Learning is one of the processes of acquiring knowledge about the world. It is a process of cognition. Any response that the organism has not inherited Is said to be learned. Human beings have lesser-inborn instincts compared to their learned responses. Animals lower in the developmental continuum deal with environmental challenges by relying on an innate set of responses, called fixed-action patterns. The behaviors of human beings are controlled more by a set of learned responses. The things that we were not able to do before, but are capable of doing now are the results of learning. Knowing to ride a bicycle, to swim, to solve arithmetic problems, to use language, and to operate on a computer are some of the common examples of learning. Without learning, the world would have been still a booming, buzzing confusion.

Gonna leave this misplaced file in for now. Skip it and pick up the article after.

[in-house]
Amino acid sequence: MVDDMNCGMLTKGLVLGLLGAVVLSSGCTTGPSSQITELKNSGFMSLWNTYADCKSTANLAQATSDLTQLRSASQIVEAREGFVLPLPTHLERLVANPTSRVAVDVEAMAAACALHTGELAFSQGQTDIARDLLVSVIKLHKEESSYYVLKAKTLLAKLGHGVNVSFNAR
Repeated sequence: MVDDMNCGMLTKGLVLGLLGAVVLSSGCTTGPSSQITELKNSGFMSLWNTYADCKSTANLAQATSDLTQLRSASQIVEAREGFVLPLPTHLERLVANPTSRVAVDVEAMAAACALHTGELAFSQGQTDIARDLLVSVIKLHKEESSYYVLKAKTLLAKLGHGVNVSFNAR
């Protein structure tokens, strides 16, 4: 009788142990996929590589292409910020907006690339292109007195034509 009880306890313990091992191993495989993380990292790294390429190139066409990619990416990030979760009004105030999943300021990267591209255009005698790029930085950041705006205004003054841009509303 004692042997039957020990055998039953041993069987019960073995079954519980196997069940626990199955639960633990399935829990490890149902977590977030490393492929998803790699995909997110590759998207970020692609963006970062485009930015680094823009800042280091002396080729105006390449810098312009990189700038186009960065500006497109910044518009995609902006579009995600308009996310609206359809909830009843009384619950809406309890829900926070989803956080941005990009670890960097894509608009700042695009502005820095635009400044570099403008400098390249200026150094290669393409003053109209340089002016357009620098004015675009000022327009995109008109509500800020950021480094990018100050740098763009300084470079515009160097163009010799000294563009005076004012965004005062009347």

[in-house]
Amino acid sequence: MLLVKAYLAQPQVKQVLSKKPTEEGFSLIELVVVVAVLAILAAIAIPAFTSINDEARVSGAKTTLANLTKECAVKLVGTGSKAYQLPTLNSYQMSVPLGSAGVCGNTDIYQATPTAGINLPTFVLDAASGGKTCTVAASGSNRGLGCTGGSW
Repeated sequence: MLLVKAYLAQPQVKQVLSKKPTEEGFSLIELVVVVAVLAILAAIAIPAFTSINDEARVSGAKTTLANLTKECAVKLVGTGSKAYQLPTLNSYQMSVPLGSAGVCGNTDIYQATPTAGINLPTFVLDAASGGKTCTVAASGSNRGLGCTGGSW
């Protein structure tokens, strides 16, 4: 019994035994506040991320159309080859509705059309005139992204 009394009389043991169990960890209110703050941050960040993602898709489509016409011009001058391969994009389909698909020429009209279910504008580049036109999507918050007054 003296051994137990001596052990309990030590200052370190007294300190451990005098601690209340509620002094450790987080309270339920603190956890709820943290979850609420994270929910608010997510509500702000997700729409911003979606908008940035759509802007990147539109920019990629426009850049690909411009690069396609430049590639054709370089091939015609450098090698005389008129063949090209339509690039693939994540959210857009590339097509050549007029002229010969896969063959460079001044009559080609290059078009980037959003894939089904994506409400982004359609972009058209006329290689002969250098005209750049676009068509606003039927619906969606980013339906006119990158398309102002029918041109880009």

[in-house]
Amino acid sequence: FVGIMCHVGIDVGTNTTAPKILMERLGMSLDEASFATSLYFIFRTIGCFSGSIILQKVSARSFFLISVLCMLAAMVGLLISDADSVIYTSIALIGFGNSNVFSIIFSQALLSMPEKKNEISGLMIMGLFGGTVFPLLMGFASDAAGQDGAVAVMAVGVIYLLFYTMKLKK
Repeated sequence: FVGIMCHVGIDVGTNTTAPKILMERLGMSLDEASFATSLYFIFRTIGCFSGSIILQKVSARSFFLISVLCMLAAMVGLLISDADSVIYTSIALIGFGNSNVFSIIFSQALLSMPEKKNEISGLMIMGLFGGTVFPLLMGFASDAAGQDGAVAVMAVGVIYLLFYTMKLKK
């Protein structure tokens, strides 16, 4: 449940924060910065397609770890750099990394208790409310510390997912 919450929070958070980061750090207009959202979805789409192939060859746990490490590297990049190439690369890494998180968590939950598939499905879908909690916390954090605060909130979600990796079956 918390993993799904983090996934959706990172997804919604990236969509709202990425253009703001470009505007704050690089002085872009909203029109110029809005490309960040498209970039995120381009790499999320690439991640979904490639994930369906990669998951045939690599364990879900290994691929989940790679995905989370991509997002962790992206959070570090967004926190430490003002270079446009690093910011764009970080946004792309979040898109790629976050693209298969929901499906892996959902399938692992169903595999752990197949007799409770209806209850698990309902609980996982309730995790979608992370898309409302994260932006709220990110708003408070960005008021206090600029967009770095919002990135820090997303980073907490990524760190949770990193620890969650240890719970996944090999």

Learning is a very fundamental topic for psychologists. It plays a central role in every branch of psychology. A psychologist studying perception might ask, “How do we learn that people who look small from a distance are far away, not simply tiny?” A developmental psychologist might inquire, “How do babies learn to distinguish their mothers form other women?” A clinical psychologist might wonder, “Why are some people afraid of frogs?” A social psychologist might ask, “How does a human child learn the etiquettes of his culture?” A psychologist studying animal behaviors might wonder, “How does a dog learn to obey its master, and not strangers?” These questions drawn from different fields of psychology can be answered only with reference to learning process.